Unicef says progress in Universal Primary Education has met Stagnancy

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Unicef Says That the Progress in Universal Primary Education Has Met Stagnancy.

“Near-zero progress” on the universal educational front, says UNICEF

Bourne Urges the International Community to do More on the Educational Front.

United Nations Children’s Fund (Unicef) has concluded that extensive poverty, drawn-out conflicts, and complex humanitarian emergencies have pulled more and more students out of schools, depriving them of their educational rights.

A Unicef spokesman said that there has been “near zero progress” in the provision of educational facilities to the poorest countries of the world.

There had been a pledge by the international community in 2000 to provide a primary education for all children by 2015 – as part of the millennium development goals. Despite having rapid progress in the early years of the century the movement rapidly lost momentum as it plunged into economic and management crises.

Unesco warns that the latest sustainable development goals scheduled to completed by 2030 may also be missed. They predicted that if the current pattern was to ensue; the educational goals will not be fulfilled till 2045. They furthered calculated that there is a void of 69 million teachers that need to be filled if the international community intends to deliver the universal primary education goals by 2030.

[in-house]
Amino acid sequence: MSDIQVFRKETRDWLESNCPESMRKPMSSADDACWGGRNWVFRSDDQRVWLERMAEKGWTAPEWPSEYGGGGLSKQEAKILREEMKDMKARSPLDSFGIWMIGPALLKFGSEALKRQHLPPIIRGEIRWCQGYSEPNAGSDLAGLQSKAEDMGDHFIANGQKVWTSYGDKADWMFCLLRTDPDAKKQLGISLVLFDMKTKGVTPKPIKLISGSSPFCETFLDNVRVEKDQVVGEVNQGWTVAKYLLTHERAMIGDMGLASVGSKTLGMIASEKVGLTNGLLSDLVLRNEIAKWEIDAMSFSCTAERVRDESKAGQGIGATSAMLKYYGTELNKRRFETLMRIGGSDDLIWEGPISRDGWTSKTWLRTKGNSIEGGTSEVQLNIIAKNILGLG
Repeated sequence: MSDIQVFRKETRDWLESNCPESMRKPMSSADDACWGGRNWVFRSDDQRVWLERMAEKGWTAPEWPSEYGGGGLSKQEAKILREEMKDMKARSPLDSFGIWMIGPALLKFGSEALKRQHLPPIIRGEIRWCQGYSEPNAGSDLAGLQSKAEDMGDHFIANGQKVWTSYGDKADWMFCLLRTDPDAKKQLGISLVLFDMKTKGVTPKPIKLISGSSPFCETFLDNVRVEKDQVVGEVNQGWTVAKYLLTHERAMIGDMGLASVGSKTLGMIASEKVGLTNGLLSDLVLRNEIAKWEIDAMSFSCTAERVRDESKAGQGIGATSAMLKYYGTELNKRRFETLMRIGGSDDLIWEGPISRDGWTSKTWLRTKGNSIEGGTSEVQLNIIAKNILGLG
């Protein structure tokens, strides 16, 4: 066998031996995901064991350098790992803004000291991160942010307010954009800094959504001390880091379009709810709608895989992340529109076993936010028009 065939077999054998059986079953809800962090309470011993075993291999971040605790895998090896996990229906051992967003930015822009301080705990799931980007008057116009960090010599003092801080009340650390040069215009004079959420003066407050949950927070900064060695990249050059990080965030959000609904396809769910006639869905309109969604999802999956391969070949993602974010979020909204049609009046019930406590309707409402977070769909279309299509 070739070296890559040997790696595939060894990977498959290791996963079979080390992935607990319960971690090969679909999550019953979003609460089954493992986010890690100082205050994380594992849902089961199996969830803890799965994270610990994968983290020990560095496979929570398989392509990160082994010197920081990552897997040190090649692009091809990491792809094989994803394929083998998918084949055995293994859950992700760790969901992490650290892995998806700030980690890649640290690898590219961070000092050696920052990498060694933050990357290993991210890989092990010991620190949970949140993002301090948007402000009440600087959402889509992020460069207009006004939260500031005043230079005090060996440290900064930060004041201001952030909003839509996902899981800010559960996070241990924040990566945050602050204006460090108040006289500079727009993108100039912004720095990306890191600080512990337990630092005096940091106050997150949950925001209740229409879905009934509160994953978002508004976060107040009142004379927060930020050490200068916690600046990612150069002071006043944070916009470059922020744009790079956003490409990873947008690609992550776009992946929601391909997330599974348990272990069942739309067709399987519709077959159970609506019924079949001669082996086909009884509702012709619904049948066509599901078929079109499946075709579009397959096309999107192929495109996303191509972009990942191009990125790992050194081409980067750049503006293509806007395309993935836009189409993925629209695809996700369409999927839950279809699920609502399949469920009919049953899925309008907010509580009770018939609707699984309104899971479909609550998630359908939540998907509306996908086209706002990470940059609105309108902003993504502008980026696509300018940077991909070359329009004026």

With 11.5 percent of school-age children – or 123 million missing schools today, compared to 12.8 percent – or 135 million – in 2007, the percentage of out-of-school 6-15-year-olds has barely decreased in the last decade, according to UNICEF.

Of the 123 million children missing out on school, 40 percent live in the least developed countries and 20 percent live in conflict zones.

Jo Bourne—the Associate Director and Global Chief of Education—said that the program was mismanaged and ignored the “realities of the volatile world”. Bourne maintained that despite the intentions to meet the target, the world leaders have made nearly no progress in actualizing universal primary education goals.

According to her, the program needs more than financial viability. “This business-as-usual approach will not get the most vulnerable children into school – and help them reach their full potential – if they continue to be trapped in poverty, deprivation, and insecurity,” she added.

Unicef pointed out that continued war may also reverse the educational gain.

The Sub-Saharan Africa is the worst-hit region, where the lack of education has been made worse by population explosion.

The conflict in Syria and the Middle East has effectively reversed the educational gains by putting 3.4 million children out of schools. This brings the number of out-of-school children across the Middle East and North Africa back to 2007’s level of approximately 16 million. These children might have lost access to education due to structural damage to the schools or the area where they live might be hit by war directly. Some of these children are now refugees–having fled their war-ridden homeland.

Conflict, poverty stall progress on education rates: Unicef

There were also shortfalls in funding from international donors.
Unicef said that six months into 2017, it had received only 12% of the funding needed to educate children in areas affected by a humanitarian crisis.
Ms. Bourne said there needed to be “greater and more predictable funding for education in unpredictable emergencies”.

There is some good news though. Nigeria and Ethiopia have made admirable progress–two of the poorest countries of the world have seen the highest enrollment rates of 19 and 15 percent respectively. Yet, this will not be enough to cover up the losses that the war has inflicted, and continues to do so, on the efforts of UN.

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